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Osmosis in potato cells

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Osmosis in potato cells Planning I am going to investigate the effect of different sugar concentrations on different pieces of potato, also I will be able to find the concentration inside the potato cells at the same time. The concentration of the sugar solutions will affect the experiment, from preliminary work I have found this out, osmosis will occur differently depending on the sugar concentrations. The time the potato disks are left in the concentrations will also affect it, the concentration might not have equalled throughout, reaching the situation of net flow. So by preliminary work, I realised after 25 minuets the rate of change of mass either decreased considerably or stopped completely, meaning they were either at or very near the situation of net flow. The sizes and amount of surface area of the potatoes will affect the experiment. This is because, for example, if the piece of potato has a big surface area the water molecules will come in/out of it at a much less time than one that has a small surface area. Because different potatoes have different sugar concentration and cell density. Therefore this could also effect in the experiment. I want to find the effect the different sugar solutions have on the potato cells, so I am only going to change this. To make the experiment fair I will: * Use 5cm� of the sugar solution for each test. ...read more.


So when the concentration is lower outside the potato cell the water passes into the vacuole of the potato, as a consequence the cell swells up, becomes turgid and therefore the weight increases. I'm not quiet sure what the potato cells concentrations will be, all I know is, from my preliminary work, that it is somewhere roundabout 3(m), because that was where the weight hardly changed therefore the concentration was nearly the same. Therefore that being near the concentration in the vacuole of the cell. Table of results Sugar concentration (m) Original Mass of potato discs (g) Mass of the potato discs after being in the concentration (g) Change in mass (g) % Change in mass 1 2 3 4 5 6 Obtaining evidence I did the experiment safely by doing preliminary work before hand so I knew nothing could go drastically wrong, I didn't break anything or nothing along those lines so I would say it was a safe experiment and suitable for what I wanted to find out. I left the potatoes in the solutions overnight; this was because I didn't have time to weigh them after 25 minutes so I had to leave them until the next day. When I weighed them the next day they had all decreased in weight (gone flaccid), I think this was because the water out of the sugar solutions had been evaporating while they was left so the concentration would have got stronger. ...read more.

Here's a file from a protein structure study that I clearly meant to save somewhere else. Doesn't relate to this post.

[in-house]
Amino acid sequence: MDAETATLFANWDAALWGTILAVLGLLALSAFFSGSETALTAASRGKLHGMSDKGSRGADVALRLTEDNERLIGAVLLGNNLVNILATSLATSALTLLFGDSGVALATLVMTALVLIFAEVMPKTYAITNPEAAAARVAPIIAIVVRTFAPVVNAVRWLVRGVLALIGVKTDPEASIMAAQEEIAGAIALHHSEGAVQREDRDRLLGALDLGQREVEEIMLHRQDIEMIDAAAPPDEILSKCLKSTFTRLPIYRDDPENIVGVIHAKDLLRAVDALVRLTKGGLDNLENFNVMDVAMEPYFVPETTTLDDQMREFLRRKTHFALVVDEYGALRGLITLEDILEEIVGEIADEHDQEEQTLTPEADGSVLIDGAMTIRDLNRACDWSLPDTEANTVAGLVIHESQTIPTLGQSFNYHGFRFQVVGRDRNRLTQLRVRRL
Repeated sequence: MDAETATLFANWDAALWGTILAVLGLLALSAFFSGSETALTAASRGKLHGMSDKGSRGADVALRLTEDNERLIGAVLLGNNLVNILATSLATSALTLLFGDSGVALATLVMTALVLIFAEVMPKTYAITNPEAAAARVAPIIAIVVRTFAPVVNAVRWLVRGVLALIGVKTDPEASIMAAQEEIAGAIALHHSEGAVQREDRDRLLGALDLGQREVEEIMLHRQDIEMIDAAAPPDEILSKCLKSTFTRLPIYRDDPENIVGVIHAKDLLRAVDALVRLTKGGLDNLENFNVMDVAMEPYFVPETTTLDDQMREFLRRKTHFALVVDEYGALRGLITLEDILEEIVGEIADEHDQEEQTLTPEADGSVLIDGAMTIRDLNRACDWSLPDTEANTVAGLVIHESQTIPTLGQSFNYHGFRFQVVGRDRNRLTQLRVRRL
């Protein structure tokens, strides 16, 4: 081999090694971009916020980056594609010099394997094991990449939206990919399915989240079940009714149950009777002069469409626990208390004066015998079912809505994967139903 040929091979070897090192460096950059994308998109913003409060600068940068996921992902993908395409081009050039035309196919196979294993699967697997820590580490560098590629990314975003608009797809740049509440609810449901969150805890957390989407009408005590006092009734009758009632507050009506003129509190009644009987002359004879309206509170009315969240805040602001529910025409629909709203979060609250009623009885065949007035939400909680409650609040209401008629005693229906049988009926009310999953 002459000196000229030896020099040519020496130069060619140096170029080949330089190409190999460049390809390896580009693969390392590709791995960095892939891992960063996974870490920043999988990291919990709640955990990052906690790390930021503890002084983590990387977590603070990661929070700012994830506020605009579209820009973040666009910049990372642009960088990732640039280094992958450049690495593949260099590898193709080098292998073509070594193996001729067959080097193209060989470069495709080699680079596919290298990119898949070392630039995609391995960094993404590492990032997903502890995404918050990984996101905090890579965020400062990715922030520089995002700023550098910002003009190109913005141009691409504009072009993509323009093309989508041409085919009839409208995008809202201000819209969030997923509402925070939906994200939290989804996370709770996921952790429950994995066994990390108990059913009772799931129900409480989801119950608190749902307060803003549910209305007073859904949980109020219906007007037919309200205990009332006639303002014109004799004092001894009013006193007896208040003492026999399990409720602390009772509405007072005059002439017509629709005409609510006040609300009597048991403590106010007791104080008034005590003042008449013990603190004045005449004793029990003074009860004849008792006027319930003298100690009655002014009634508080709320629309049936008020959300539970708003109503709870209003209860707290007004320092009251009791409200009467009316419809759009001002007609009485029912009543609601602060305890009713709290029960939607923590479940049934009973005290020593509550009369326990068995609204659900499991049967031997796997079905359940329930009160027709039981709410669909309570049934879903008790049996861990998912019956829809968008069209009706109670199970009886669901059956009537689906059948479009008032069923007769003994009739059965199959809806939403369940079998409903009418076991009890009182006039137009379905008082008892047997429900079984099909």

The results that appeared very similar could be averaged and used for plotting the graph and the anomaly ignored if there were any so it wouldn't ruin the final results. To ensure the experiment was the most accurate that I could get it, I used accurate apparatus with the most suitable scale for setting up the experiment and obtaining the results. But I don't think it was very accurate that when getting the potatoes out of the solution that you had to damp the excess water off, because you had to be careful not to dry it out too much or it could ruin the results by absorbing the water back out of the potato. The second result for the 0.0m concentrations was an anomaly, this could have been caused by being dried too much therefore taking too much water off it, and so it would weigh less than it should of. I collected enough evidence to draw a graph off and to see a pattern so I am confident about my conclusion. The further work I could do is to do each experiment 3 times making it more reliable and to put corks on the end of the test tubes stopping any water from being evaporated from the solution. Do the concentrations in-between of 0.4 to 0.6 to see exactly and more accurately which concentration the potatoes are. ...read more.

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